An avalanche almost cost Carlsson his life

    In Sweden, Carlsson has long been considered one of the country's most important entrepreneurs; in 2022, King Carl Gustaf invited him to an audience: The Northvolt boss was awarded the gold medal from the Royal Swedish Academy of Engineering for his “outstanding entrepreneurship, leadership qualities and ability to innovate.” . With investors such as Goldmann Sachs and Volkswagen, he has important supporters at his side who believe in his conviction: that they can produce a green battery cost-effectively in Europe despite the superiority of Chinese manufacturers.

    Carlsson has already found out that it won't be a sure-fire success: Last year, production in Sweden fell well behind plans due to delivery problems. “There will always be setbacks,” says Carlsson, but he believes in his path. “There is a great need among our customers because we produce the batteries that will be installed in the next generation of their cars,” he says. He has already raised more than $13 billion in equity and debt capital for his project and planned expansions.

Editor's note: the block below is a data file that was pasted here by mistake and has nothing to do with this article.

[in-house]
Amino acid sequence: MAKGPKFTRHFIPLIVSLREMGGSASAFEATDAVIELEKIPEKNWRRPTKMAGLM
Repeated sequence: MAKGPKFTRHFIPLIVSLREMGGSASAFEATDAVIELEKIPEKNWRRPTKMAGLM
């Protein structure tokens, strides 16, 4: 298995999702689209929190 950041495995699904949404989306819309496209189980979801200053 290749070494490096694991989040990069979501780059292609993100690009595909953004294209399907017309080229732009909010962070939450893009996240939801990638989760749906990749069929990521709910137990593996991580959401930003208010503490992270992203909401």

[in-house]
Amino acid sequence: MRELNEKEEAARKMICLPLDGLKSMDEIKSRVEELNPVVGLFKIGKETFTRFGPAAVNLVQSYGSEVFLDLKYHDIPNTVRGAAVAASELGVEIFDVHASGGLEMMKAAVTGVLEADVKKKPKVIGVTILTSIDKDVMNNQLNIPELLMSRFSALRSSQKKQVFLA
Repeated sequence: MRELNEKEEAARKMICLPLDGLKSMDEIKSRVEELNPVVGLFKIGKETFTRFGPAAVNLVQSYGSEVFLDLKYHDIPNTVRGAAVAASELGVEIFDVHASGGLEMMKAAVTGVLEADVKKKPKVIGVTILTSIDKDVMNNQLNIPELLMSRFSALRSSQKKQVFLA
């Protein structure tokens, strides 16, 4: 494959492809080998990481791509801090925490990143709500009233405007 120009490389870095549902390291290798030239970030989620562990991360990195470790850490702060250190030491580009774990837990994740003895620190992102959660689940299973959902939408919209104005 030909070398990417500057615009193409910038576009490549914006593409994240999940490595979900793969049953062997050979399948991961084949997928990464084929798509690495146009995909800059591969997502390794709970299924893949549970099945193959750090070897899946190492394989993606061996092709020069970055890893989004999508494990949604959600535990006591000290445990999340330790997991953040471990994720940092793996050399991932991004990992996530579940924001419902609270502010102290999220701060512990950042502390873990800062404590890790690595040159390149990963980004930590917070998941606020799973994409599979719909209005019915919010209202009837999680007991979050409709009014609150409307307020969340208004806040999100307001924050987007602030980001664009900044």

Perhaps just one anecdote is enough to understand the motivation with which he pursues his mission: in 2017, Carlsson was hit by an avalanche and buried during a skiing holiday in Canada. When he was found, he had to be resuscitated. The entrepreneur once said this on Swedish radio, but he doesn't peddle it. After the experience, it was clear to him what he wanted to leave the world.